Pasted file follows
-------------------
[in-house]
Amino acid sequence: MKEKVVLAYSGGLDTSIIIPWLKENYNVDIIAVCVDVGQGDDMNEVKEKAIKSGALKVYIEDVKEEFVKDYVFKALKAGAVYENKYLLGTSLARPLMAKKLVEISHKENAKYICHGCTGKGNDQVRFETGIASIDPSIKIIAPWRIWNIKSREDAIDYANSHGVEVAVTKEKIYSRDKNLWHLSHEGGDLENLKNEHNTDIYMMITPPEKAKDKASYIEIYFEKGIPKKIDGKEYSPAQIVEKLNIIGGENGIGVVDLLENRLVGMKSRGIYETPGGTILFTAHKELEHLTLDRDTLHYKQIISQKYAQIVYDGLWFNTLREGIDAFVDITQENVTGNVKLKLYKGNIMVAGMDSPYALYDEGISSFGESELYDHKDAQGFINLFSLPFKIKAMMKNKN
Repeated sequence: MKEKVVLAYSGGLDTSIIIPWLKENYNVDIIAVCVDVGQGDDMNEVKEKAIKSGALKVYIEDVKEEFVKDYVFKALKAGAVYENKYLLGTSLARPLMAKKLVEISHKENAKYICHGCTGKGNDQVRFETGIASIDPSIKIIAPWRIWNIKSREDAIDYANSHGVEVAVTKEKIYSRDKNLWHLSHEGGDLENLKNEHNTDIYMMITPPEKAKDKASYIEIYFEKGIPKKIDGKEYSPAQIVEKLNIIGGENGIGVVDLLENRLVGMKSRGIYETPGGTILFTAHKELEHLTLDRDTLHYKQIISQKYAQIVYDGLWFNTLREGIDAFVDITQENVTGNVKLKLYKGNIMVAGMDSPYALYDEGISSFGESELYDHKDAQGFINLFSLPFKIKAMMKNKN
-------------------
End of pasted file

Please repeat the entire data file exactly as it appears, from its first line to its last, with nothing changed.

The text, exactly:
[in-house]
Amino acid sequence: MKEKVVLAYSGGLDTSIIIPWLKENYNVDIIAVCVDVGQGDDMNEVKEKAIKSGALKVYIEDVKEEFVKDYVFKALKAGAVYENKYLLGTSLARPLMAKKLVEISHKENAKYICHGCTGKGNDQVRFETGIASIDPSIKIIAPWRIWNIKSREDAIDYANSHGVEVAVTKEKIYSRDKNLWHLSHEGGDLENLKNEHNTDIYMMITPPEKAKDKASYIEIYFEKGIPKKIDGKEYSPAQIVEKLNIIGGENGIGVVDLLENRLVGMKSRGIYETPGGTILFTAHKELEHLTLDRDTLHYKQIISQKYAQIVYDGLWFNTLREGIDAFVDITQENVTGNVKLKLYKGNIMVAGMDSPYALYDEGISSFGESELYDHKDAQGFINLFSLPFKIKAMMKNKN
Repeated sequence: MKEKVVLAYSGGLDTSIIIPWLKENYNVDIIAVCVDVGQGDDMNEVKEKAIKSGALKVYIEDVKEEFVKDYVFKALKAGAVYENKYLLGTSLARPLMAKKLVEISHKENAKYICHGCTGKGNDQVRFETGIASIDPSIKIIAPWRIWNIKSREDAIDYANSHGVEVAVTKEKIYSRDKNLWHLSHEGGDLENLKNEHNTDIYMMITPPEKAKDKASYIEIYFEKGIPKKIDGKEYSPAQIVEKLNIIGGENGIGVVDLLENRLVGMKSRGIYETPGGTILFTAHKELEHLTLDRDTLHYKQIISQKYAQIVYDGLWFNTLREGIDAFVDITQENVTGNVKLKLYKGNIMVAGMDSPYALYDEGISSFGESELYDHKDAQGFINLFSLPFKIKAMMKNKN